"I don't do nuance," President Bush supposedly once said to Sen. Joe Biden.
And he didn't, during the past eight years, in ways too disastrous, too numerous, too familiar to list.
If Bush's problem was not doing nuance, Obama is facing the opposite problem: doing too much of it. Good for policy, bad for politics.
He goes to Iraq, sees what's happening and realizes that the timetable he favored needs to be more flexible than he first believed. Obama made the shift only after he satisfied himself in person that the actual security situation on the ground required discarding rigidly preconceived, ideologically driven troop movements deadlines.
It's what presidents are supposed to do (though we can think of one who didn't). Yet Obama got hammered for flip-flopping.
Obama has also been attacked for changing his mind on any number of other issues: offshore oil drilling, dipping into the strategic petroleum reserve, NAFTA, negotiating "without preconditions" with Iran and Cuba, the Foreign Intelligence Surveillance Act.
Not every Obama supporter is going to like every tug and adjustment. What could he possibly have been thinking when he called the D.C. gun ban unconstitutional?
And some of those tugs and adjustments are self-serving. Nothing else explains his opting out of public campaign financing.
So there's political calculation mixed in there with the policy nuance. Well, it is politics. But now Obama's job is to show that it is not all politics.
He can do that by leading a reform of affirmative action.
Obama has the opportunity to bring nuance to these policies because there is no agreement on what affirmative action is, or even on what its purpose should be.
On one side, there are liberals who fear that any recalibration of racial preference programs means disaster for ethnic minorities left unprotected from discrimination.
The left that loves nothing better than a nice wallow in virtuous victimhood saw no problem with the program at the University of Michigan that was struck down by the Supreme Court five years ago, under which Barack Obama's daughters would have received an automatic 20 points on a scale of 150 because they would have been deemed underprivileged. To assume that being black equals being socioeconomically disadvantaged is nothing less than a hidden form of racism.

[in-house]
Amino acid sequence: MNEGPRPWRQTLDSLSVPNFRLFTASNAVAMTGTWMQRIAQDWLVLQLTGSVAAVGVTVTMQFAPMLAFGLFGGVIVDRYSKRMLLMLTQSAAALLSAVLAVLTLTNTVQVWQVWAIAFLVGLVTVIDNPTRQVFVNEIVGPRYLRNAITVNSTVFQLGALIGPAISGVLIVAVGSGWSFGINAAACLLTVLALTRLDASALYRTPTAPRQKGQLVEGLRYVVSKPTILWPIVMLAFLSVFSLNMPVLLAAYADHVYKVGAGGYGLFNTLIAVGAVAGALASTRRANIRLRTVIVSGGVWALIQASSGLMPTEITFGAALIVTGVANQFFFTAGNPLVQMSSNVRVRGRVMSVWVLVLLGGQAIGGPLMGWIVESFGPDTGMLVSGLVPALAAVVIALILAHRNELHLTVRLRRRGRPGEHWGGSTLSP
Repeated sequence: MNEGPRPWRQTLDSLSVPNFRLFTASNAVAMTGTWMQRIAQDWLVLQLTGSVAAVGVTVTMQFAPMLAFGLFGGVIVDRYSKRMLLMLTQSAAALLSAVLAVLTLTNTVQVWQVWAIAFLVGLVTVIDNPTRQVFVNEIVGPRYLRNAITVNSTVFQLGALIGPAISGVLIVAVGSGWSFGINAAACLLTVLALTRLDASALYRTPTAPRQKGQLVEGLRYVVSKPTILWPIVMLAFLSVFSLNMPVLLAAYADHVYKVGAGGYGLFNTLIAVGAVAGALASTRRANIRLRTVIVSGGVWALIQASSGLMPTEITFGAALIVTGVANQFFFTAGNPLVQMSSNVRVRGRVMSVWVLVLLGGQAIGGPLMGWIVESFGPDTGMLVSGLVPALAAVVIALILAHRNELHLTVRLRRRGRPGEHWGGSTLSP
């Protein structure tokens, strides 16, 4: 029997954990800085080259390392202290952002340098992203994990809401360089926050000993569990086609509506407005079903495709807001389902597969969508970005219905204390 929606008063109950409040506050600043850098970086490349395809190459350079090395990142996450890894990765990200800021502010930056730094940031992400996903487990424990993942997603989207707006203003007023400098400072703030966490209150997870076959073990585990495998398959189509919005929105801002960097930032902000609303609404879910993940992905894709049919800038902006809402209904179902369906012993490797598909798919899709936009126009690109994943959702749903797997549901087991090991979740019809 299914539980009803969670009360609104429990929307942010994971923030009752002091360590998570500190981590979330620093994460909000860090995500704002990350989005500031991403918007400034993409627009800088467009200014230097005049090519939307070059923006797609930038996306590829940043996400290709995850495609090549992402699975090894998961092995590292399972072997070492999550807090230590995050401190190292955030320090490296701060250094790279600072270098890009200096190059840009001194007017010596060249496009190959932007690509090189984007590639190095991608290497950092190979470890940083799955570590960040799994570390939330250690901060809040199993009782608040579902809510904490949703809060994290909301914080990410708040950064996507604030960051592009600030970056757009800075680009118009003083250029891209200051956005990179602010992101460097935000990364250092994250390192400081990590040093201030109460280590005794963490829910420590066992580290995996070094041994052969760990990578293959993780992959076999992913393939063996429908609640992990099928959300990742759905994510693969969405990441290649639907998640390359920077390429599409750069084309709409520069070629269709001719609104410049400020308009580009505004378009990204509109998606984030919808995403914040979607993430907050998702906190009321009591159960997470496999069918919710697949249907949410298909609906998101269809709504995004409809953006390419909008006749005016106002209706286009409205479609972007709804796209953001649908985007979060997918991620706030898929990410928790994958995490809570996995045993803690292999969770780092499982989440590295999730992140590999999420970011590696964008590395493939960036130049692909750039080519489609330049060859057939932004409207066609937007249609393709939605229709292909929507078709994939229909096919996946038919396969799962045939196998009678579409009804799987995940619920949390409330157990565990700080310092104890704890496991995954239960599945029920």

Obama sees the absurdity in that. He told George Stephanopoulos last year that his daughters "should probably be treated by any admissions officer as folks who are pretty advantaged." And he added that "we should take into account white kids who have been disadvantaged and have grown up in poverty and shown themselves to have what it takes to succeed."
It's a move toward an affirmative action that considers factors other than race. But without forgetting race, because at the same time, Obama needs also to confront conservatives who like to pretend racial discrimination is no longer a barrier to progress. These people, too, love their own right-leaning wallow in virtuous victimhood -- remember that infamous Jesse Helms ad with the "white hands" crumpling a job rejection letter because "they had to give it to a minority"?
An Obama reform of affirmative action must have as a premise the fact that racial discrimination is much more likely to affect people who are not white -- while at the same time, the policy must be nuanced enough to recognize that indeed, reverse discrimination is also reprehensible and should be every bit as illegal.
Then there is that buzzword, "diversity," derided on the right as mere political correctness. Well, "diversity" in the workplace brings together individuals from different backgrounds, with different ideas and different ways of doing things so that an enterprise can consider a product or service from various perspectives. Why does that make some on the right uneasy?
And so, there you have Obama's nuanced affirmative action: It should be used to oppose racial discrimination, whether overt from the right or the veiled, patronizing kind from the left; it should boost disadvantaged people regardless of race; and it should promote the benefits of diversity.
He has said much of all that, a little bit here and a little bit there, sometimes ambiguously. Now he needs to lay it all out. Nuance without ambiguity. Because what this country urgently needs is a president unafraid to act boldly upon shades of gray.
How will Trump’s administration impact you? Learn more